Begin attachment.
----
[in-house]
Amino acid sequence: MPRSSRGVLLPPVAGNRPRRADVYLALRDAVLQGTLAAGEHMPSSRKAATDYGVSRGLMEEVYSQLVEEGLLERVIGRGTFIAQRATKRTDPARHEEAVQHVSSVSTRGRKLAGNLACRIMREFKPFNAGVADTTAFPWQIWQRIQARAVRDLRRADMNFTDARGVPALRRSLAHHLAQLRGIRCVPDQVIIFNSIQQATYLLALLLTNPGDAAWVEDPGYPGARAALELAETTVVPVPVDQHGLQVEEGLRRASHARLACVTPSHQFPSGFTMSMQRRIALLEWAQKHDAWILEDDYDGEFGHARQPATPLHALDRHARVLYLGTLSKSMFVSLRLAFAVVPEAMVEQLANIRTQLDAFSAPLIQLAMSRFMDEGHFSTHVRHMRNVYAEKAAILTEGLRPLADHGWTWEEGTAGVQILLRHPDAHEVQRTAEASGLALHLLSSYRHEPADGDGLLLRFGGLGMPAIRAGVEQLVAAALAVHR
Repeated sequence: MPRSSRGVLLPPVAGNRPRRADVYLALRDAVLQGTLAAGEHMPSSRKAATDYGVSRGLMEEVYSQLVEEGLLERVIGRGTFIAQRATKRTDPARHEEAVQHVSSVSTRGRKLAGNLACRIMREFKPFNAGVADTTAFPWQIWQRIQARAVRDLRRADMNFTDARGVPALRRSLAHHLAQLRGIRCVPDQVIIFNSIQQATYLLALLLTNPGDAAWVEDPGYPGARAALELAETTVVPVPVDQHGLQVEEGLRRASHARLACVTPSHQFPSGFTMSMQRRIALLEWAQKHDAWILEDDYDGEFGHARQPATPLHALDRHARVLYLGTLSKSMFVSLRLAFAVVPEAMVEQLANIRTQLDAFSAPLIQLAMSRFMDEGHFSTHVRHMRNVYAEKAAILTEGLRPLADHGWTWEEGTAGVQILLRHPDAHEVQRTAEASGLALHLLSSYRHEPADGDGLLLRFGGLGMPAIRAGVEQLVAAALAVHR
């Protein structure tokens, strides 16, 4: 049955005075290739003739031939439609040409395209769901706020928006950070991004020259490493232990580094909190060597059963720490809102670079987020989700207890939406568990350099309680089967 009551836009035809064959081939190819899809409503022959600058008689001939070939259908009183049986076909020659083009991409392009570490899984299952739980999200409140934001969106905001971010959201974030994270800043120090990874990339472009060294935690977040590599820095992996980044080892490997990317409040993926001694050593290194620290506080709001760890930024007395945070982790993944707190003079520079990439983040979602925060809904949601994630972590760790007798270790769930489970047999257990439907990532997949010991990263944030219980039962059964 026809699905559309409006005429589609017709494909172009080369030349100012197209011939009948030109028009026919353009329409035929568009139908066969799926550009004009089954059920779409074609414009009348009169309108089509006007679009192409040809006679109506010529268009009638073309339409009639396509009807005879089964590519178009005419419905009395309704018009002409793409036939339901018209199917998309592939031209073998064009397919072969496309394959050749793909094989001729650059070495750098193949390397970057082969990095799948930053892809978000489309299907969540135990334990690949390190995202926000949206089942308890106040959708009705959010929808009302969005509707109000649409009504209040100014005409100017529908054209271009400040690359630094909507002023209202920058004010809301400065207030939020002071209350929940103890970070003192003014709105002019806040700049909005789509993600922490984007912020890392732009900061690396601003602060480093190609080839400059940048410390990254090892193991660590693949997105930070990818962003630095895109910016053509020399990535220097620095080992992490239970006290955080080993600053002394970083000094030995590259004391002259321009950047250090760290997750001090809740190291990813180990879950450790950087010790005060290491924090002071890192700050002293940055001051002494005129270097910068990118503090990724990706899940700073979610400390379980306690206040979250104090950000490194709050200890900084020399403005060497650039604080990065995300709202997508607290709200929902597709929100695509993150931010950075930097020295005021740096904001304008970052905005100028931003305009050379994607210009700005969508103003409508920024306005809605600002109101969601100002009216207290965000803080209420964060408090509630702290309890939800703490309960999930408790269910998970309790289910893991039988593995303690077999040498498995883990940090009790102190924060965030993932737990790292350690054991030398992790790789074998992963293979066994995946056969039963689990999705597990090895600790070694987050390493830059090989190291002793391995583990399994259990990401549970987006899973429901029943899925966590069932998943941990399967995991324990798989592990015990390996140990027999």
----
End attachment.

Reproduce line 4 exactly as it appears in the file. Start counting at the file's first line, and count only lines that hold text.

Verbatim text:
């Protein structure tokens, strides 16, 4: 049955005075290739003739031939439609040409395209769901706020928006950070991004020259490493232990580094909190060597059963720490809102670079987020989700207890939406568990350099309680089967 009551836009035809064959081939190819899809409503022959600058008689001939070939259908009183049986076909020659083009991409392009570490899984299952739980999200409140934001969106905001971010959201974030994270800043120090990874990339472009060294935690977040590599820095992996980044080892490997990317409040993926001694050593290194620290506080709001760890930024007395945070982790993944707190003079520079990439983040979602925060809904949601994630972590760790007798270790769930489970047999257990439907990532997949010991990263944030219980039962059964 026809699905559309409006005429589609017709494909172009080369030349100012197209011939009948030109028009026919353009329409035929568009139908066969799926550009004009089954059920779409074609414009009348009169309108089509006007679009192409040809006679109506010529268009009638073309339409009639396509009807005879089964590519178009005419419905009395309704018009002409793409036939339901018209199917998309592939031209073998064009397919072969496309394959050749793909094989001729650059070495750098193949390397970057082969990095799948930053892809978000489309299907969540135990334990690949390190995202926000949206089942308890106040959708009705959010929808009302969005509707109000649409009504209040100014005409100017529908054209271009400040690359630094909507002023209202920058004010809301400065207030939020002071209350929940103890970070003192003014709105002019806040700049909005789509993600922490984007912020890392732009900061690396601003602060480093190609080839400059940048410390990254090892193991660590693949997105930070990818962003630095895109910016053509020399990535220097620095080992992490239970006290955080080993600053002394970083000094030995590259004391002259321009950047250090760290997750001090809740190291990813180990879950450790950087010790005060290491924090002071890192700050002293940055001051002494005129270097910068990118503090990724990706899940700073979610400390379980306690206040979250104090950000490194709050200890900084020399403005060497650039604080990065995300709202997508607290709200929902597709929100695509993150931010950075930097020295005021740096904001304008970052905005100028931003305009050379994607210009700005969508103003409508920024306005809605600002109101969601100002009216207290965000803080209420964060408090509630702290309890939800703490309960999930408790269910998970309790289910893991039988593995303690077999040498498995883990940090009790102190924060965030993932737990790292350690054991030398992790790789074998992963293979066994995946056969039963689990999705597990090895600790070694987050390493830059090989190291002793391995583990399994259990990401549970987006899973429901029943899925966590069932998943941990399967995991324990798989592990015990390996140990027999």